The Turkish market and consumers have their own dynamics. For instance, unlike many other countries, credit card installments are a big deal in Turkey. High price items especially are purchased with installments and almost all ecommerce companies in Turkey have deals with the banks offering interest free installments.

Also, global companies might assume that a channel that is highly efficient in other countries might be as efficient in Turkey, but this is not necessarily correct. For instance, affiliate marketing might be highly efficient for US and Europe but the networks in Turkey are far less mature. This means one-on-one comparison will not normally be correct.

How does the use of technology affect your marketing efforts?

The biggest component of the buying behavior is the motivation of the user and that is a factor that we as marketers have less control over. I have seen videos of consumers getting multiple errors during the check-out process and still not bouncing as expected. There are also always other factors affecting behavior like incentive, the value proposition of the website and so on.

Marketing would be nothing but pure assumption – a very subjective one – if technology was not in the picture. With the right measurement, the right attribution models are available. This helps determine optimization and budgeting in line with business targets. I can not think of doing performance based marketing without the help of technology.

Which marketing tools have you found to be most effective in Turkey?

Although the marketing tools, their mix and efficiencies do, and should, change for each client depending on their unique needs and targets, I am confident to say search marketing (paid + organic) is pretty efficient. Google dominates search marketing in Turkey.

Google Analytics and Yandex Metrica with its Webvisor (records the user actions on the site and allows you to watch videos) is very efficient for tracking and for basic landing page optimization. Of course there are much more advanced and paid tracking tools like Adobe’s Omniture or IBM’s Coremetrics to name a few but most of the time, the companies do not pay enough attention to continuous implementation and they do not have the necessary team to evaluate the data gathered from those tools.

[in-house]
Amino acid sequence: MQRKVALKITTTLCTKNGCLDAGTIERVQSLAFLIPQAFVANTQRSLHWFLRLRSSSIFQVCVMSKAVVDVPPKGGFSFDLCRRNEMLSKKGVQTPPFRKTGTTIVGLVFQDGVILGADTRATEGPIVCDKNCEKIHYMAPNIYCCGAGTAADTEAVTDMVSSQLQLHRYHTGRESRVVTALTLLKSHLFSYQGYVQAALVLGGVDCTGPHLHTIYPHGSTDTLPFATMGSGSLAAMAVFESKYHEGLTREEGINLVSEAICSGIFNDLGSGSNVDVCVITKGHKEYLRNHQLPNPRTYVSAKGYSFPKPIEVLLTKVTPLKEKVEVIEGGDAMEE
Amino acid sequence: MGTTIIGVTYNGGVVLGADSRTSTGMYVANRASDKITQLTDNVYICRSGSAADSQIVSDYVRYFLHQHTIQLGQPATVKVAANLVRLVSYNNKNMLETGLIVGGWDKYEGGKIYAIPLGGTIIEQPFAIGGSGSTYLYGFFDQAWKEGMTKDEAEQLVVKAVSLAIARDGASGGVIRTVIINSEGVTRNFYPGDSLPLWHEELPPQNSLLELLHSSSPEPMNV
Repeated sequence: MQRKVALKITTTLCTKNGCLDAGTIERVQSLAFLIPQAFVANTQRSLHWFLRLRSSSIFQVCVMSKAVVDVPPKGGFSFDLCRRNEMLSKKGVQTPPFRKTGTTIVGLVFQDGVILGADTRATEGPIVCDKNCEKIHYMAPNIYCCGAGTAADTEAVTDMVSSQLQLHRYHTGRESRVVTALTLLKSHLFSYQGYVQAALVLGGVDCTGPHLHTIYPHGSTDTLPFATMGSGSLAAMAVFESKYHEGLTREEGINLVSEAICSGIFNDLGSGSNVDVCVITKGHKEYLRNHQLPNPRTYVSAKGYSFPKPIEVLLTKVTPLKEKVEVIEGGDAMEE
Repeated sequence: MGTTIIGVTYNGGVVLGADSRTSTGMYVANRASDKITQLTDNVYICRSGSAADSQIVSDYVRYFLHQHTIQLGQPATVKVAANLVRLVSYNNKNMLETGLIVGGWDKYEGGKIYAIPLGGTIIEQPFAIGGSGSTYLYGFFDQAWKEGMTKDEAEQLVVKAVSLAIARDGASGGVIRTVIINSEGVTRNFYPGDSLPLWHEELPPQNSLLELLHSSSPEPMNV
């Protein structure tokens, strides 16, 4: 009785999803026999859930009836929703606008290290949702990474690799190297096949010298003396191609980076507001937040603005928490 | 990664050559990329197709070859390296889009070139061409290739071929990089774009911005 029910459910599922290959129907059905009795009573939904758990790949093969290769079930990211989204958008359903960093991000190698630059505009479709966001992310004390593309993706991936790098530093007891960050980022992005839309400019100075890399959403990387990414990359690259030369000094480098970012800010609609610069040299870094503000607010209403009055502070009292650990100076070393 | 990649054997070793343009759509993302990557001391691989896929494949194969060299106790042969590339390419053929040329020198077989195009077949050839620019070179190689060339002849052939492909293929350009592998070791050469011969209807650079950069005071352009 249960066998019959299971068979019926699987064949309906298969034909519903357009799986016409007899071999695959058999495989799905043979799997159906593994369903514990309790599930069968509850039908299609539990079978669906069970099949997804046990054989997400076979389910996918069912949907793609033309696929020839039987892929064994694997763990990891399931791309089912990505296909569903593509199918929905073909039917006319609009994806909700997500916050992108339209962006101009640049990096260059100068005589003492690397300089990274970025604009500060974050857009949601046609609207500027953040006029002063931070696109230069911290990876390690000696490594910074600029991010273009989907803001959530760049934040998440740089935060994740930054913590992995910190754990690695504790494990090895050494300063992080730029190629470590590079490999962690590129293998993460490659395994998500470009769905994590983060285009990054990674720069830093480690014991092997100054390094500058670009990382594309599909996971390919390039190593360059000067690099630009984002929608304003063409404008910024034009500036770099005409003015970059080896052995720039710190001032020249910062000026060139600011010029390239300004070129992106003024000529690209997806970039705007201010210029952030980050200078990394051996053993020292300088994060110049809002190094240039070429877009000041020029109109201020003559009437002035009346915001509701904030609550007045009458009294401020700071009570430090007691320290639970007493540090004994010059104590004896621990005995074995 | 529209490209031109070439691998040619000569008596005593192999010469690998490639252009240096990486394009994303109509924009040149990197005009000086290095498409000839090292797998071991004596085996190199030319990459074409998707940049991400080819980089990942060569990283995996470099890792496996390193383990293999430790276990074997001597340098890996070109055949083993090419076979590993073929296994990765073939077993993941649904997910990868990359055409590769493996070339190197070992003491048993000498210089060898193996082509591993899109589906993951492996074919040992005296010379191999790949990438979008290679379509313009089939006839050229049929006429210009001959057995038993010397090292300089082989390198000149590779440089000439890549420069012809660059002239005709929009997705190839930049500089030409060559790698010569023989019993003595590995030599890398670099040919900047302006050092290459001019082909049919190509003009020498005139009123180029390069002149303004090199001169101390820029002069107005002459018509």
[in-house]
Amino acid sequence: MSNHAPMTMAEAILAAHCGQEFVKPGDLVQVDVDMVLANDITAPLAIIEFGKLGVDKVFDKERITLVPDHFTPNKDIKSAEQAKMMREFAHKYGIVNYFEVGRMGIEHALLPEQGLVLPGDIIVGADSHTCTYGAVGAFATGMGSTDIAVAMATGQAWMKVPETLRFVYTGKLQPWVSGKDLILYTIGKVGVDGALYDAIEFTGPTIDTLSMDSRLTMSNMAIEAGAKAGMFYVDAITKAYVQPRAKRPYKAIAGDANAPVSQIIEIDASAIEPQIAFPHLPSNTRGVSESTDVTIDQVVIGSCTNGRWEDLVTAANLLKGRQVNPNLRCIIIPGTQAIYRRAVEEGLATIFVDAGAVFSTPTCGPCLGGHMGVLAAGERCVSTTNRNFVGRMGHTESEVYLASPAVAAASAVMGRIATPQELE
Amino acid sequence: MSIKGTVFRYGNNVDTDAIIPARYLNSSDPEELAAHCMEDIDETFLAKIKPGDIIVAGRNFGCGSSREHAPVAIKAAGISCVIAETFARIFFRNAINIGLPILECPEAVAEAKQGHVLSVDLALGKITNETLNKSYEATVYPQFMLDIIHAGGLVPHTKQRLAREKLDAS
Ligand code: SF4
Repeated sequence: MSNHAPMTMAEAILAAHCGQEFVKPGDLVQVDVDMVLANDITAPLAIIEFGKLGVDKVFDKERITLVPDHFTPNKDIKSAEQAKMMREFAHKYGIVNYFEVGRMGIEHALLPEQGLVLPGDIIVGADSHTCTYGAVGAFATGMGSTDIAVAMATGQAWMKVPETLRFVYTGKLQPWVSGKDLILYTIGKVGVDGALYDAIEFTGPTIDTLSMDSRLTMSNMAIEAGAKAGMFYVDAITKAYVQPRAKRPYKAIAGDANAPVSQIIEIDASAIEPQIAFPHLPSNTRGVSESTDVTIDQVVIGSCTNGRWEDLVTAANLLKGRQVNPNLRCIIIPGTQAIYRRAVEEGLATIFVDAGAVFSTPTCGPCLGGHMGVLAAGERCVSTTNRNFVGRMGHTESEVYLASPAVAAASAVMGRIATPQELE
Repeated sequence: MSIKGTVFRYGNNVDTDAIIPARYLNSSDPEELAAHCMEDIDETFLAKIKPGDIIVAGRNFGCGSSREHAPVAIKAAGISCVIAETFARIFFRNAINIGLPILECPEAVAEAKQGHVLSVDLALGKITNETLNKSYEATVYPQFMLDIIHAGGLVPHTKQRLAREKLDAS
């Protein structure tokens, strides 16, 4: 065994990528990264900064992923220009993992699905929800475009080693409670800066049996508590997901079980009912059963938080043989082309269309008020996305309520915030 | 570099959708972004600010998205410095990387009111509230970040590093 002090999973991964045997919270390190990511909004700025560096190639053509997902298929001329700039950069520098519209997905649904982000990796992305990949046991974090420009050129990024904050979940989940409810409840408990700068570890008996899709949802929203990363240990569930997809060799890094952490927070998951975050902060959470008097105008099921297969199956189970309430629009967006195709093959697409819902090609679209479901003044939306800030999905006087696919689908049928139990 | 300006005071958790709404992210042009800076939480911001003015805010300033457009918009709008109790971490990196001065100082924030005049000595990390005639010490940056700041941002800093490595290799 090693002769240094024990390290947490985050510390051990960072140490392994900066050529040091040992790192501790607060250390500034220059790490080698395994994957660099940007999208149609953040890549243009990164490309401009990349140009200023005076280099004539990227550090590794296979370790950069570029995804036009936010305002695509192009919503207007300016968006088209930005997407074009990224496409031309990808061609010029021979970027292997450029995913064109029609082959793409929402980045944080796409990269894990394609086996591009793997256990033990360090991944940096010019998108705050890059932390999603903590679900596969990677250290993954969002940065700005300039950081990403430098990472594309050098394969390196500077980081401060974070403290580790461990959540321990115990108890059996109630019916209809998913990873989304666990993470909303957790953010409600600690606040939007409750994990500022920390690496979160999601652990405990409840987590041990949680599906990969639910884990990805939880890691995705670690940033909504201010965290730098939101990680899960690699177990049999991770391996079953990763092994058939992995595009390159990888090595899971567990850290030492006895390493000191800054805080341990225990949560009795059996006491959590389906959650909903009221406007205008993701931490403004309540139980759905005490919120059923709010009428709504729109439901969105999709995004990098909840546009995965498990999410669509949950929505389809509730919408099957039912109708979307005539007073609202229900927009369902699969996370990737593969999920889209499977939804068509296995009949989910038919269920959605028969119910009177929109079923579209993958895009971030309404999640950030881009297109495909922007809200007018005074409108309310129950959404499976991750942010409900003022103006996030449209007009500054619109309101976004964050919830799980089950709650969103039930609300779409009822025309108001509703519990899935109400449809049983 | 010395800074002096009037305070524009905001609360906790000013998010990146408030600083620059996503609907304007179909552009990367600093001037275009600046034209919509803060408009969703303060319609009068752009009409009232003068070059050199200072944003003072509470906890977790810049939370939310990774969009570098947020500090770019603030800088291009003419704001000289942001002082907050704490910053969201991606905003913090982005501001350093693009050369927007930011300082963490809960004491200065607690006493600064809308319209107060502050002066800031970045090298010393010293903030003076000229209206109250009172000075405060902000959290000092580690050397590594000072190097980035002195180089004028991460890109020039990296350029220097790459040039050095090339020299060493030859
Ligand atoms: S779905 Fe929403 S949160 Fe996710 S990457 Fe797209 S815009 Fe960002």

Facebook and remarketing tools should also be mentioned as efficient - especially the Ocpm model and click to download ads for apps on Facebook.

All in all, the efficiency for any tool in any country is dependent on the team and management rather than the tools.

Is there anything else you’d like to share?

I believe Turkey is still a very interesting market and one that is full of opportunity for the investors but before entering an emerging market like Turkey, it is important to talk to local people to get a better understanding of the market before finalizing business plans and targets. With changing technology and user behavior, it is now more crucial than ever to start measuring all behavior to its full extent.

Article originally published on

Image credit: Harold Litwiler via Flickr 


By IDG Direct, IDG Direct